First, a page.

Our analog brains

Discussion in 'Ethics and Philosophy' started by arigram, Jun 30, 2005.

  1. arigram

    arigram Member

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    I thought this quote from Slashdot was fun:

    Roland Piquepaille writes "We're using computers for so long now that I guess that many of you think that our brains are working like clusters of computers. Like them, we can do several things 'simultaneously' with our 'processors.' But each of these processors, in our brain or in a cluster of computers, is supposed to act sequentially. Not so fast! According to a new study from Cornell University, this is not true, and our mental processing is continuous. By tracking mouse movements of students working with their computers, the researchers found that our learning process was similar to other biological organisms: we're not learning through a series of 0's and 1's. Instead, our brain is cascading through shades of grey."
     
  2. shyguy

    shyguy Member

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    So that's why i prefer black and white to color!

    S.
     
  3. colivet

    colivet Member

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    Sometimes it amazes me how long it takes for science to find out the earth is not flat when just looking at the horizon reveals that it is not.
     
  4. arigram

    arigram Member

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    That what science is all about:
    Spending millions of hours and money to research are re-discover things we already know then just stick a label that says: "Approved by Science".
     
  5. Paul Howell

    Paul Howell Member

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    More like a slide ruler than a digital computer. For those interested William Power wrote a book in the mid 70's titled Behavior the Control of Perception about the analog brain.
     
  6. haris

    haris Guest

    Not the point. Point is you have to prove something to someone who doubt in "things we already know". That is science all about. Oh, and of course to say "Look I am more clever than rest of you people, because I am scientist" :smile:
     
  7. titrisol

    titrisol Member

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    Ha! that explains why a slide ruler is so intuitive and awesome as a calculator!
    I love the circular ones

     
  8. bjorke

    bjorke Member

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    Many avid slashdot readers, maybe. Anyone who's paid even the slightest attention to philosophy and neuroscience, no.
     
  9. 127

    127 Member

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    A neuron either fires or doesn't... A 1 or a 0. There are lots of them, an they don't work sequentially but they're esentially either on or off.

    A bit like a silver halide crystal - it either get's developed or it doesn't - thats a 1 or a 0 too... (but there are lots of them arranged more inteligently than in a digital sensor).

    Ian
     
  10. Paul Howell

    Paul Howell Member

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    While it true that a single neuron is either off or on, neural pathways are comprised of bundles of neurons and it is the number of neurons that are firing (transmitting a signal) that determines the power of the signal which eventual results in a behavior or cognitive activity. The chemical process that leads a neuron to fire is also analog. In a rear instance the firing of a single neuron may start a cascade of neurons firing, but for the most part the firing of any one single neuron has has no meaning for the system. Without the development of as many silver halide crystals as are required to create a pattern that provides visual image and useful information the development of a single crystal is meaningless (in terms of creating useful information).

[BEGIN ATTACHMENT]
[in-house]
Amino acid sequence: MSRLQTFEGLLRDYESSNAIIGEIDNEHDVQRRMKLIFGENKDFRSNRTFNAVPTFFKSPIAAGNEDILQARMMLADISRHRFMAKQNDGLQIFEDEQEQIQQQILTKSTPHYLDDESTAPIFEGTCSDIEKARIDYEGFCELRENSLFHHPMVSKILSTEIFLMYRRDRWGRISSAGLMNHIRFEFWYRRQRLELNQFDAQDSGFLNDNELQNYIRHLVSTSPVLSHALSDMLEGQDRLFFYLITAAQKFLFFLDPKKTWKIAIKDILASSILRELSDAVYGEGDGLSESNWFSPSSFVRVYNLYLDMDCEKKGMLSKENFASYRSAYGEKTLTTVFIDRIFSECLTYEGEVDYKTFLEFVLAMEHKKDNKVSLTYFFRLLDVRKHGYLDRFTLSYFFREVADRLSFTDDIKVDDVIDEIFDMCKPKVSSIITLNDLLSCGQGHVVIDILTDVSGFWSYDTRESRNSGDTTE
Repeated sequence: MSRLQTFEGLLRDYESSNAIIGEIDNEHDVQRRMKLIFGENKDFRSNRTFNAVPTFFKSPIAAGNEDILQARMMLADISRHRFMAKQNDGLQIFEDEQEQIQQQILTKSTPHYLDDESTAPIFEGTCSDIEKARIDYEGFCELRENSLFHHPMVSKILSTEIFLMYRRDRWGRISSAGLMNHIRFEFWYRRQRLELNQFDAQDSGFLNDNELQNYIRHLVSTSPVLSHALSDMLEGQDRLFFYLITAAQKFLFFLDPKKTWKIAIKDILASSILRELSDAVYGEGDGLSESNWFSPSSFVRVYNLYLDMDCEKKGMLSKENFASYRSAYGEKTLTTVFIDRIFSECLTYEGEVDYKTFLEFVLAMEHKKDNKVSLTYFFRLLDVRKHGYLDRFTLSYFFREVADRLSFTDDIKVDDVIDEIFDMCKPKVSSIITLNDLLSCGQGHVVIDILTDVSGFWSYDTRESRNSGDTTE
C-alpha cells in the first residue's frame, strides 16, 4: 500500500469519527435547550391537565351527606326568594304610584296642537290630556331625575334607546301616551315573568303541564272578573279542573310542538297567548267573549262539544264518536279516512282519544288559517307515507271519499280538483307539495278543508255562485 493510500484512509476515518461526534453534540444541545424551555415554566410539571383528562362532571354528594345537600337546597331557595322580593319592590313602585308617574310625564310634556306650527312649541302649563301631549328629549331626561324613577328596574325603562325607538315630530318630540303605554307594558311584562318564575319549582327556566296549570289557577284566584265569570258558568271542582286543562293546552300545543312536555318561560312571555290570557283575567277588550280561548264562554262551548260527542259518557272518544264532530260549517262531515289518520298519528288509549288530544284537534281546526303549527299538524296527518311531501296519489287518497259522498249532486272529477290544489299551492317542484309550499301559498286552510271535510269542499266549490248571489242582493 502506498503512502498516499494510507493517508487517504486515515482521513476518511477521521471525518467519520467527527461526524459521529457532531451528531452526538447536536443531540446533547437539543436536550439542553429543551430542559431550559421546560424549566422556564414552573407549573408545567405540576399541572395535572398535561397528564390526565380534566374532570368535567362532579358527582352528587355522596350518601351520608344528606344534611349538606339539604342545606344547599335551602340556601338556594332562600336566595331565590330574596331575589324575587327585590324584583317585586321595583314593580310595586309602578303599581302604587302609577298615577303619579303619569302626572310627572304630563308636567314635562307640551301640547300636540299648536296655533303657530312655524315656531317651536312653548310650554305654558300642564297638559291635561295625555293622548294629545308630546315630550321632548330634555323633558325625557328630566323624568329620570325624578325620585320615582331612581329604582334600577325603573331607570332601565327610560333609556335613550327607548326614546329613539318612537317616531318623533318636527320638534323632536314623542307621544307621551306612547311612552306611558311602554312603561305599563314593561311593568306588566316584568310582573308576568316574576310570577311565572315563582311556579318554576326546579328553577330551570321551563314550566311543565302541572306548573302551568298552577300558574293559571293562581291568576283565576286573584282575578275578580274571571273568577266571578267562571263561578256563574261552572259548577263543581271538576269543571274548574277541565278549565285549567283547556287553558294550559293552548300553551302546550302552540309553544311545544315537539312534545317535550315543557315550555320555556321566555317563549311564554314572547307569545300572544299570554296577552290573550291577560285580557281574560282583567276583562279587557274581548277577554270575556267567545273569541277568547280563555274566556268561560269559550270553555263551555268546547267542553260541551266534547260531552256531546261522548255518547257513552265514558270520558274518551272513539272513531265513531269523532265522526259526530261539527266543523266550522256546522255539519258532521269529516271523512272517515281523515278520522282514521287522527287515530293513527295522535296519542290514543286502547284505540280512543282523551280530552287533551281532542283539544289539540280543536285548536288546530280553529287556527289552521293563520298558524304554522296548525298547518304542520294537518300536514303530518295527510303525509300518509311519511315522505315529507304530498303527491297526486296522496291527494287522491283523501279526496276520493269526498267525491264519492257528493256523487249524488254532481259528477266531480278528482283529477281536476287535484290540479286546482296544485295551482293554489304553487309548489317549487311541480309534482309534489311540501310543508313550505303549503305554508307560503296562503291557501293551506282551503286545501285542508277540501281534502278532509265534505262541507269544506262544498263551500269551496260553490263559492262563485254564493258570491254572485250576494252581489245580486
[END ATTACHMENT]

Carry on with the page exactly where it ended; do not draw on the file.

11. joeyk49

    joeyk49 Member

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    Contrary to conventional wisdom, I find that my neurons fire much better after one or two pints!
     
  12. jjstafford

    jjstafford Inactive

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    That's wrong, plain and simply false, and besides the brain has massive redundancy and similitude. It is not serial, nor even parallel. If you want to hunt for a metaphor, you might look to 'concensus' for how the brain works, but not in the digital way.

    In any age people use what they think is familar to make metaphors. The brain is not earth, wind, fire, a steam-engine, or a godness, and it sure as hell ain't digital.
     
  13. jjstafford

    jjstafford Inactive

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    Contrary to Contrary, a health condition known as Essential Tremor (ET) is more responsive to moderate amounts alcohol with fewer side effects than modern medicines. I kid you not.
     
  14. 127

    127 Member

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    "A neuron operates by receiving signals from other neurons through connections, called synapses. The combination of these signals, in excess of a certain threshold or activation level, will result in the neuron firing, that is sending a signal on to other neurons connected to it. "

    http://www.cheshireeng.com/Neuralyst/nnbg.htm